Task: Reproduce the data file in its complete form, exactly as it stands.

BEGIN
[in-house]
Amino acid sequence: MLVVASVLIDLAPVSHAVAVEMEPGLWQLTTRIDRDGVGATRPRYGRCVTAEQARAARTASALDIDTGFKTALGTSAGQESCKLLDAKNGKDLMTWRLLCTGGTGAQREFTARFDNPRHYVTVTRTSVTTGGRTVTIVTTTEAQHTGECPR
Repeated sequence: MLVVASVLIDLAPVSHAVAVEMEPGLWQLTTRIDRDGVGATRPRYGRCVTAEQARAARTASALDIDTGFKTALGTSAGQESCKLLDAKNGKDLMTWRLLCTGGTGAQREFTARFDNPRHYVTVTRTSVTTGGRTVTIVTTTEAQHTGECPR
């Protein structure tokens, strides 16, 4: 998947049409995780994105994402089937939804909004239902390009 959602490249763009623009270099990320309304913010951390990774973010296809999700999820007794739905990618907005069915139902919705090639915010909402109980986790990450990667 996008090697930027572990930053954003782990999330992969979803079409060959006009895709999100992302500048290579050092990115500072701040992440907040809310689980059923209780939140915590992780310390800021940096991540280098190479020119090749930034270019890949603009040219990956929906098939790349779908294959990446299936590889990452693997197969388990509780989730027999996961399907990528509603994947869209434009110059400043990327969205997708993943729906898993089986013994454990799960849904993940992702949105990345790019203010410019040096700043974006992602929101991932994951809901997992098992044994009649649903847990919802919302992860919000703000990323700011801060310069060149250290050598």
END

[in-house]
Amino acid sequence: MLVVASVLIDLAPVSHAVAVEMEPGLWQLTTRIDRDGVGATRPRYGRCVTAEQARAARTASALDIDTGFKTALGTSAGQESCKLLDAKNGKDLMTWRLLCTGGTGAQREFTARFDNPRHYVTVTRTSVTTGGRTVTIVTTTEAQHTGECPR
Repeated sequence: MLVVASVLIDLAPVSHAVAVEMEPGLWQLTTRIDRDGVGATRPRYGRCVTAEQARAARTASALDIDTGFKTALGTSAGQESCKLLDAKNGKDLMTWRLLCTGGTGAQREFTARFDNPRHYVTVTRTSVTTGGRTVTIVTTTEAQHTGECPR
């Protein structure tokens, strides 16, 4: 998947049409995780994105994402089937939804909004239902390009 959602490249763009623009270099990320309304913010951390990774973010296809999700999820007794739905990618907005069915139902919705090639915010909402109980986790990450990667 996008090697930027572990930053954003782990999330992969979803079409060959006009895709999100992302500048290579050092990115500072701040992440907040809310689980059923209780939140915590992780310390800021940096991540280098190479020119090749930034270019890949603009040219990956929906098939790349779908294959990446299936590889990452693997197969388990509780989730027999996961399907990528509603994947869209434009110059400043990327969205997708993943729906898993089986013994454990799960849904993940992702949105990345790019203010410019040096700043974006992602929101991932994951809901997992098992044994009649649903847990919802919302992860919000703000990323700011801060310069060149250290050598």